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Suffering from anxiety. Taking Xanix and Trazadone. What can be done?

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Practicing since : 2003
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four years ago I was started on xanix..25 mg....the Dr worked me up to one and a half mg. Then after two or three years I built up a tolerance. so he added trazadone...this was for sleep and anxiety. Then a year after taking these two meds..I built up tolerance....the trazadone did a reverse on me....It amped sleep...anxiety. I weaned myself off the trazadone I started on 25 mg...went up to took me five months to wean off trazadone...i did it myself...did not tell DR. When I went back to see him I told him..why I quit..and asked for more help with something else aded...for sleep. So ambien. 10mg....a year later..this was not helping so..he added seraquil...I started at 25 mg...and now for the last four months have been taking 50 mg. This med does not do well by did...but I gained 20 lbs...and have twitches in my eye..and shake,,and no longer does it work right away...problem is it keeps me asleep for 14 hours....and it makes me feel like a zombie....any less sleep...I for the last two also now taking along with xanix, 2 one mg. Ambien..05 mg....and 45 mg go to sleep...but still can not hear alarm...and sleep excessive . I feel drugged all day....and foggy...numb...very dry and sweaty..and the whole time....always have the that I learned to drink coffie to feel awake...the runs are worse. help...bulrred vision..aches and pains...probably from less now a zombie. I tried to take half the seraquil...four days later the side affects sleep....nausea....more...i get that with the seraquil just got worse is all. But I CHOOSE and want to wean off all meds...I made my DR promise not to put me on meds that I had to pay $$$ for to check my bodys well...asked for non addictive meds..he says they are not adictive....but I have my own opinion on this...that is not his business...I do not trust him anymore..the withdrawl...or side affects are horrible. Please advise me what to start long.....and I suffer less and nerotransmitters begin making up for the changes...I think in my own opion..I should start with Tamazapam....but do not know what after that. You are not going to be held in any way for any advise..but I have the right to be sober minded...and sleep less..or not at all for awhile..if this is what it takes for me to regain my prior sleep schedlue..b4 I started taking meds...however..because of some help I have had...I feel I will be able to sleep better than I I have learned to control self help, ect. Saw a counselor also. Thanks...hope to hear something of substance soon from one of you...thank you beforehand.Sicerley XXXXXXX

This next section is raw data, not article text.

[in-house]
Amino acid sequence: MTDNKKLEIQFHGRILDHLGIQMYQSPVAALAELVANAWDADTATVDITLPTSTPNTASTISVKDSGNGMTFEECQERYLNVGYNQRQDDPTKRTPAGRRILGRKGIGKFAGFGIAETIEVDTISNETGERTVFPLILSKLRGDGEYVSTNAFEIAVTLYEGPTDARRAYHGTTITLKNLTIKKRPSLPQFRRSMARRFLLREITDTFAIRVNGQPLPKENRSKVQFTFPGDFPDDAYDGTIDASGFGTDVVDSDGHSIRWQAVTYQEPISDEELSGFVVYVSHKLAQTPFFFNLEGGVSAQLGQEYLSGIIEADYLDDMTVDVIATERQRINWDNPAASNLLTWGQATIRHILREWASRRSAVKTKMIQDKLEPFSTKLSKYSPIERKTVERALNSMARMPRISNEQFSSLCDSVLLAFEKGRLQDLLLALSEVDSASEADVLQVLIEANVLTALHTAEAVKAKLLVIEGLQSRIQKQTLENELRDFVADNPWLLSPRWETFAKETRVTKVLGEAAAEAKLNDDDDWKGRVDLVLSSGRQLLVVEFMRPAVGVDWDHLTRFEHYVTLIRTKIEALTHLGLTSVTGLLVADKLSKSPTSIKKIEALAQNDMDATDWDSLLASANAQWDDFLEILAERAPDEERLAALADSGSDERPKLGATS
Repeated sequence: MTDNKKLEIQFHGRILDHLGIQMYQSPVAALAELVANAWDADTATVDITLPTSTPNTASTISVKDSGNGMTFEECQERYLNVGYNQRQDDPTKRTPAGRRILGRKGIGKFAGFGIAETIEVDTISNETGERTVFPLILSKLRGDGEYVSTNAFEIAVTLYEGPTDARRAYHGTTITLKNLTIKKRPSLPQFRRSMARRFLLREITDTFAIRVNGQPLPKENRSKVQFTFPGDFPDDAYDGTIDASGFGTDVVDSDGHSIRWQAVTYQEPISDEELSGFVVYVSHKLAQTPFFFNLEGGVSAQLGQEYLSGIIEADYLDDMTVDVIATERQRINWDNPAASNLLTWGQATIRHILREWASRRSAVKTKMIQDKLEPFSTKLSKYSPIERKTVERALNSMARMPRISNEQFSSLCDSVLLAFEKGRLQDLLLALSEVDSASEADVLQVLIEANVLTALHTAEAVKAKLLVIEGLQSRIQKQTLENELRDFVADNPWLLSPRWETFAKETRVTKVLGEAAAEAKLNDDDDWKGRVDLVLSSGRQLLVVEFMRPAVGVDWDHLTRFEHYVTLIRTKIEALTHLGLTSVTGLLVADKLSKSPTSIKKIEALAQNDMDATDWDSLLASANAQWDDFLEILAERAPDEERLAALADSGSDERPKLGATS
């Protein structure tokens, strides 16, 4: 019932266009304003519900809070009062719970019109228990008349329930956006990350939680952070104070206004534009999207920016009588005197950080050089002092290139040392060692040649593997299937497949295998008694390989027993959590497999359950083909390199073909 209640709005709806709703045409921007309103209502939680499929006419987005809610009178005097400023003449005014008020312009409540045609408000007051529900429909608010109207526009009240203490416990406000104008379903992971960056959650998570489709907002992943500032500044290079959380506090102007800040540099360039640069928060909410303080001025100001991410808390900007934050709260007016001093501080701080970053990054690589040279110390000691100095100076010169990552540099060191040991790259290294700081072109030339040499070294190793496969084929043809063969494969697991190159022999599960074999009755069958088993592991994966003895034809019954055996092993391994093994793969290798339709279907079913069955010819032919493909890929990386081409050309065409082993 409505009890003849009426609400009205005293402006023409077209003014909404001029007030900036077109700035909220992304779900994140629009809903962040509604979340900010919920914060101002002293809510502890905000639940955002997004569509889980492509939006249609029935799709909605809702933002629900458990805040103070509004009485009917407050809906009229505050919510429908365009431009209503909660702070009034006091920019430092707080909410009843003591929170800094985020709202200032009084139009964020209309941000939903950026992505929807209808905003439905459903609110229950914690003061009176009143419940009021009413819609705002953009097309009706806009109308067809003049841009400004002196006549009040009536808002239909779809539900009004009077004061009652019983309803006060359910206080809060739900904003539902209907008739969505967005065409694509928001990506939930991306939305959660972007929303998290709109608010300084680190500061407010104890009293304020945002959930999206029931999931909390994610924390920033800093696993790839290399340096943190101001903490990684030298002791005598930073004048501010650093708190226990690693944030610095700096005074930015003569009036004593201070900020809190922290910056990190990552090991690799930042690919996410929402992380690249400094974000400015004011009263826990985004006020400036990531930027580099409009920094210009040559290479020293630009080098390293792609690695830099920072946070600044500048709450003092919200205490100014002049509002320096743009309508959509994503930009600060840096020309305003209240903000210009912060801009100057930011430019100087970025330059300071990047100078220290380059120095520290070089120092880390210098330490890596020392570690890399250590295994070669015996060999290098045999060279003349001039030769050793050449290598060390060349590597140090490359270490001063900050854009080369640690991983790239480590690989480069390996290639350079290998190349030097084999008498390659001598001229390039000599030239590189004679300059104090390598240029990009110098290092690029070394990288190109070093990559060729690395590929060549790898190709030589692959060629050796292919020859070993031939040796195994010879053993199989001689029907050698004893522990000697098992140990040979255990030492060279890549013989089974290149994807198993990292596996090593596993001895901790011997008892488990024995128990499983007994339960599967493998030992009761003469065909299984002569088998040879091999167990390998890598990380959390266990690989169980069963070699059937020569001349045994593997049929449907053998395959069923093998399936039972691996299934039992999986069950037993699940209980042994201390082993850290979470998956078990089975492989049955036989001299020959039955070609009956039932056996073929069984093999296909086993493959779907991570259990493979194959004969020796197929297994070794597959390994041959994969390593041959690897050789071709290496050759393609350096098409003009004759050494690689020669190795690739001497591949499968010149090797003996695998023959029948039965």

Posted Fri, 7 Jun 2013 in Mental Health
Answered by Dr. Jonas Sundarakumar 1 hour later
Hello and welcome to Healthcare Magic. Thanks for your query.

I understand that you have been going through a difficult time due to the multiple medication and their side effects & withdrawal effects. Some of these medication that you are / have been on can be addictive and some, though not typically classified as "addictive" can still cause a discontinualtion / withdrawal syndrome.